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Science Fiction Art of Charles Binger

Looking over some covers for Pennant Books and Bantam Books from the 1950s, I noticed several interesting and moody paintings with a signature that reminded me of Bayre Phillips. See for example Phillips signature on the left, and the signature of Charles Binger on the right. Although they both have a downward stroke in the middle, Phillips tends to have a rounder, upslanting B, and always ends with a curving capital E with an accent mark! Once I knew that that Binger was a unique painter, I gathered up the best images I could find, and there were some excellent ones! In addition the science fiction covers that follow (below the jump), there were quite a few in mystery, adventure, romance, western and the like…all of them with a soft, fluid style, using watercolors and oils, presumably, for some terrific effects. If I had to identify a hallmark style in these paintings, I would say that Binger likes to separate areas of the composition with color shapes that are smudged, that look like edges of torn rough-fiber paper softened with water. It’s a pity that I can’t find any biographical info on Binger in any of the usual reference books or on the internet. Hopefully, someone out there will contact me and fill in the life story of this fine artist.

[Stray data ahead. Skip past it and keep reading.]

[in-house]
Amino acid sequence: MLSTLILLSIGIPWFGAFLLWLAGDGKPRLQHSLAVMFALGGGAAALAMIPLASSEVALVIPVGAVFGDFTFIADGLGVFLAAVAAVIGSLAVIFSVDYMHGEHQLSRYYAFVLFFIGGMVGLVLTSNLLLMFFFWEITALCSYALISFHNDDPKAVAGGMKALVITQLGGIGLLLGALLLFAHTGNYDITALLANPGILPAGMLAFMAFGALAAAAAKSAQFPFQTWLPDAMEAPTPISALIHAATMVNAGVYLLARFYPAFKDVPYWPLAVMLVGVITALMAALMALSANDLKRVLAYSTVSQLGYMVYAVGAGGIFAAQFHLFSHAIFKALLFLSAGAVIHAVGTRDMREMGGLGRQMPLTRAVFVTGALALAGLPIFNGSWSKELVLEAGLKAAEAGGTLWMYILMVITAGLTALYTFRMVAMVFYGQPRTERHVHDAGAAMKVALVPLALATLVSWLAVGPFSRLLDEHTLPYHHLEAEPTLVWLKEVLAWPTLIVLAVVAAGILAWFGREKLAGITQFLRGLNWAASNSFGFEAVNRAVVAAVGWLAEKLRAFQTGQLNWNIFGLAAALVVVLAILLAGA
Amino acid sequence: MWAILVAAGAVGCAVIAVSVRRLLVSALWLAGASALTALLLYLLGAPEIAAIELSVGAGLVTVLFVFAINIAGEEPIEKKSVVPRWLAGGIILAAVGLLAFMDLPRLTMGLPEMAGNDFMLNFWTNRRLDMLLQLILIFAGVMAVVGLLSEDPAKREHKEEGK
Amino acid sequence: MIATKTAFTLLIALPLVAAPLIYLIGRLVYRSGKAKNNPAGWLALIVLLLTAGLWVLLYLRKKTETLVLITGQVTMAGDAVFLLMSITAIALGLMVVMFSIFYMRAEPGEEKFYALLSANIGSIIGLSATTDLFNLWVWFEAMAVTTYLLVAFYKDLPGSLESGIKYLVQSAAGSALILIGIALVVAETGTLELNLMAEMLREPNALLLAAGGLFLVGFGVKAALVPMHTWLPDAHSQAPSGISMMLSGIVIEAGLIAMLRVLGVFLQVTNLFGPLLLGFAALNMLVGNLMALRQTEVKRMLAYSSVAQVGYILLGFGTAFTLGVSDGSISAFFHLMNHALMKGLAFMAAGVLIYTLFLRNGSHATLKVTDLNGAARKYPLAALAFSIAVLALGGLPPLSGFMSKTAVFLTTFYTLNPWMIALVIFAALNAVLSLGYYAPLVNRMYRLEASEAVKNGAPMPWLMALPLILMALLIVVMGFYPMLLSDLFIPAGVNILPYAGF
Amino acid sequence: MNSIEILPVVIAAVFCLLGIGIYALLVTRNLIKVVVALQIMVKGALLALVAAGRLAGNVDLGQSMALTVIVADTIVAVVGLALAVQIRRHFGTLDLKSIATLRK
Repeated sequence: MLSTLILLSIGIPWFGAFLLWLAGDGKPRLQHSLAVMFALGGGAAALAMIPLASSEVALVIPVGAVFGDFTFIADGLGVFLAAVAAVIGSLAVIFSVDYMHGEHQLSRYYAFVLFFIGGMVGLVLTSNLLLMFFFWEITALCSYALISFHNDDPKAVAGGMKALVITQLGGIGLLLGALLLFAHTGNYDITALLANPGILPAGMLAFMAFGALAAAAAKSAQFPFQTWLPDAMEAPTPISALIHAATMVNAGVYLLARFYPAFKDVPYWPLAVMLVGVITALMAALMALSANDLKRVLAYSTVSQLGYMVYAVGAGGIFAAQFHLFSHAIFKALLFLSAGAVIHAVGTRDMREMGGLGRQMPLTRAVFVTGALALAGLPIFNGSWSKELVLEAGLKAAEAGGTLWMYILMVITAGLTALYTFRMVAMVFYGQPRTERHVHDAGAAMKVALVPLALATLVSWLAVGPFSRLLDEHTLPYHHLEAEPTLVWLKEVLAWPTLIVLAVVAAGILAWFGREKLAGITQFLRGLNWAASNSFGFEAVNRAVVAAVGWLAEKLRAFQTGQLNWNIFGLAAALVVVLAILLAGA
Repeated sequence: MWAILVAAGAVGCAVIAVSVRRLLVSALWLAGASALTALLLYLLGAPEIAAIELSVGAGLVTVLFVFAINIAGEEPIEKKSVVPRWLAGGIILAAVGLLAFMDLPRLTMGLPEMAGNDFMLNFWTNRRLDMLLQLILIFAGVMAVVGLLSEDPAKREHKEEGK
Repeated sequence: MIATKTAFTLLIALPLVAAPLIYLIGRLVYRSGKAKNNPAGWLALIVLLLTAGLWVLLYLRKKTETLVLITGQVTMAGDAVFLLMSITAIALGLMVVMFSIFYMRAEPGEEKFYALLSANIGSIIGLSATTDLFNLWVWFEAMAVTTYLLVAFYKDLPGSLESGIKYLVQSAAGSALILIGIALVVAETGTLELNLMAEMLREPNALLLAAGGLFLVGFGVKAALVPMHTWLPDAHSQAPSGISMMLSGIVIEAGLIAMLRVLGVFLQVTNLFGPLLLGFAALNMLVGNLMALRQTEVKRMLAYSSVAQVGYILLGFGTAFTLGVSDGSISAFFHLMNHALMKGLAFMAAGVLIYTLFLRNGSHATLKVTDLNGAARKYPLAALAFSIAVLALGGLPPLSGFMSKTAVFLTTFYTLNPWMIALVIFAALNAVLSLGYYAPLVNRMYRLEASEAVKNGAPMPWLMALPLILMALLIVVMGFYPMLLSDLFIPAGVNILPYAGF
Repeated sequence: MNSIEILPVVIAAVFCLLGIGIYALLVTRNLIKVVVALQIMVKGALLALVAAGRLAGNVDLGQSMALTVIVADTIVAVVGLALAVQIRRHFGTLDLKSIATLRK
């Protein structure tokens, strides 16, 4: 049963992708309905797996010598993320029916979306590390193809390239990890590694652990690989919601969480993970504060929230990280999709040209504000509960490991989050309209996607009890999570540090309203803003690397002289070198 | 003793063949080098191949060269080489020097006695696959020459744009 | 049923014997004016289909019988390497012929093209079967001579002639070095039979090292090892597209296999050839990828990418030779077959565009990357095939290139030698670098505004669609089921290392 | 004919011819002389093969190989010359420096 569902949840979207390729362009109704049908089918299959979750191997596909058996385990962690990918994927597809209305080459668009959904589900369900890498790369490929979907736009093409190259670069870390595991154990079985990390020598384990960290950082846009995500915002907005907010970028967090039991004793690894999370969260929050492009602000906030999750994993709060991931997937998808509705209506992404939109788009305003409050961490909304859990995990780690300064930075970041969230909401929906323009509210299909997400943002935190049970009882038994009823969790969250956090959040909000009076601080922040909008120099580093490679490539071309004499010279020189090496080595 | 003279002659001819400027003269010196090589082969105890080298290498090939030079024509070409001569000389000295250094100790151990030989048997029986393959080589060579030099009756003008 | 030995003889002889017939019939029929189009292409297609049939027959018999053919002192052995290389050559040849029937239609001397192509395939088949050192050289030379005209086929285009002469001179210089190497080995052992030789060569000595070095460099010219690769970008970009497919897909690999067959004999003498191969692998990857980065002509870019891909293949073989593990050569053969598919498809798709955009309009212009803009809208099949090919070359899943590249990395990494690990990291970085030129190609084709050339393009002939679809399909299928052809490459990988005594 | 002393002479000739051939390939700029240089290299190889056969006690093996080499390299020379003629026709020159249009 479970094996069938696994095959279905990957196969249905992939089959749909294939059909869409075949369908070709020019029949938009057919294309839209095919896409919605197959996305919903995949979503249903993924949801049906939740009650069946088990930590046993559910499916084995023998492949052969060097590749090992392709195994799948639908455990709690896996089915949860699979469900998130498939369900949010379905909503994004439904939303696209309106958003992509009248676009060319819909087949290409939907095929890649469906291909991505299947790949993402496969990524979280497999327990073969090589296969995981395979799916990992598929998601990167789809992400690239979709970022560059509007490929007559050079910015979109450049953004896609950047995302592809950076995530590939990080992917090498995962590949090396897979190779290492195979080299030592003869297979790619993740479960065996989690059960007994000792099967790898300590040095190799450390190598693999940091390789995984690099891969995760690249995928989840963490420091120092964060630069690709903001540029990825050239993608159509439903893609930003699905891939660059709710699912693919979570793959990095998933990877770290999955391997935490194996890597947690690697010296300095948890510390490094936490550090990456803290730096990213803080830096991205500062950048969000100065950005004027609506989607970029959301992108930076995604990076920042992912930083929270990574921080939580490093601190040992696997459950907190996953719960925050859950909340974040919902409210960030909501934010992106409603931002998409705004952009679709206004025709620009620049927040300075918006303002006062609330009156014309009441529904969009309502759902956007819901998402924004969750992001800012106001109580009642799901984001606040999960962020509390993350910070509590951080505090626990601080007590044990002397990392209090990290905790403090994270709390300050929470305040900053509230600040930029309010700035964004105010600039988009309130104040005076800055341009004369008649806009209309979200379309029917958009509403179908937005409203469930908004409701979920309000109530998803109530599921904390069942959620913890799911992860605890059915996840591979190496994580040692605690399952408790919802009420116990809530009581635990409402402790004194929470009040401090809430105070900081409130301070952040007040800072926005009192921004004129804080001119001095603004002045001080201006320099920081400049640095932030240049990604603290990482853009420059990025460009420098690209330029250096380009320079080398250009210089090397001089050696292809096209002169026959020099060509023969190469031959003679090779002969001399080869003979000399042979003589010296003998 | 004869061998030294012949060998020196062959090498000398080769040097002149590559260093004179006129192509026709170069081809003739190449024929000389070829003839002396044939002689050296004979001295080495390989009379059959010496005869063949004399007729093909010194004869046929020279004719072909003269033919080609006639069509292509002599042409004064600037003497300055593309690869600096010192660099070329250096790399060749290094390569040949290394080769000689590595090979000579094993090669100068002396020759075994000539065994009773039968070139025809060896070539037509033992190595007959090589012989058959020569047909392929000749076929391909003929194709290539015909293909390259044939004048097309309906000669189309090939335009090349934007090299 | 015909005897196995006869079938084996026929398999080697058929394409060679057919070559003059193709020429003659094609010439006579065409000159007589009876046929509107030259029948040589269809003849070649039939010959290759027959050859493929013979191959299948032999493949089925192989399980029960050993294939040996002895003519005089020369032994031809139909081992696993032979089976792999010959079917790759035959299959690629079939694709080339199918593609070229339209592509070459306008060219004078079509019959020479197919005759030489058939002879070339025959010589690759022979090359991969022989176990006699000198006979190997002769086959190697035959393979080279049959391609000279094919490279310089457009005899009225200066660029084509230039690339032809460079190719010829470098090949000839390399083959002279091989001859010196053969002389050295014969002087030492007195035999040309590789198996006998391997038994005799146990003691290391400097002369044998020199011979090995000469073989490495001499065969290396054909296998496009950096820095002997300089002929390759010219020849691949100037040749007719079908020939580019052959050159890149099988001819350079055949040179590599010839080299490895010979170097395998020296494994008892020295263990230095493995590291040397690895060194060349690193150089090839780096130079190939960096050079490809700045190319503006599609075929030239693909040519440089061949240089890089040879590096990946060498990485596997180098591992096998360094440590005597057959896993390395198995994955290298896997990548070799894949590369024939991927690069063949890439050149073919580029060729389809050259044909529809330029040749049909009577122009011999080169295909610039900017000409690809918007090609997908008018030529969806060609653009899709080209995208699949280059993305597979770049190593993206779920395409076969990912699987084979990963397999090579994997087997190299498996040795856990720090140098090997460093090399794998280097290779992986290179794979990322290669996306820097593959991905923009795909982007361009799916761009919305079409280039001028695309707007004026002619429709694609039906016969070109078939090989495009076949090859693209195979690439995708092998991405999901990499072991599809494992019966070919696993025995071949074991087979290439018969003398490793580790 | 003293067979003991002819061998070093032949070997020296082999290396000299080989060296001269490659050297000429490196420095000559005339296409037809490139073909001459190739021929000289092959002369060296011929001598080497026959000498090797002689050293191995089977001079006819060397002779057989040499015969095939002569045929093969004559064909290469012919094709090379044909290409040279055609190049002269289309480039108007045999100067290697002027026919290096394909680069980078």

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Science Fiction Art Editors

Here’s a new resource to augment the Science Fiction Artists Database: the first version of a mind map about Art Editors who worked for Science Fiction Magazines and Book Publishers. The clickable

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Kelly Freas Covers for Lancer Books

Found an interesting copy of L. Ron Hubbard’s Slaves of Sleep at Second Story Books recently. Kelly Freas painted a knock-out cover for this Lancer Books edition, and I was wondering what other gems

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Carlos Ochagavia - Self Portrait (1981)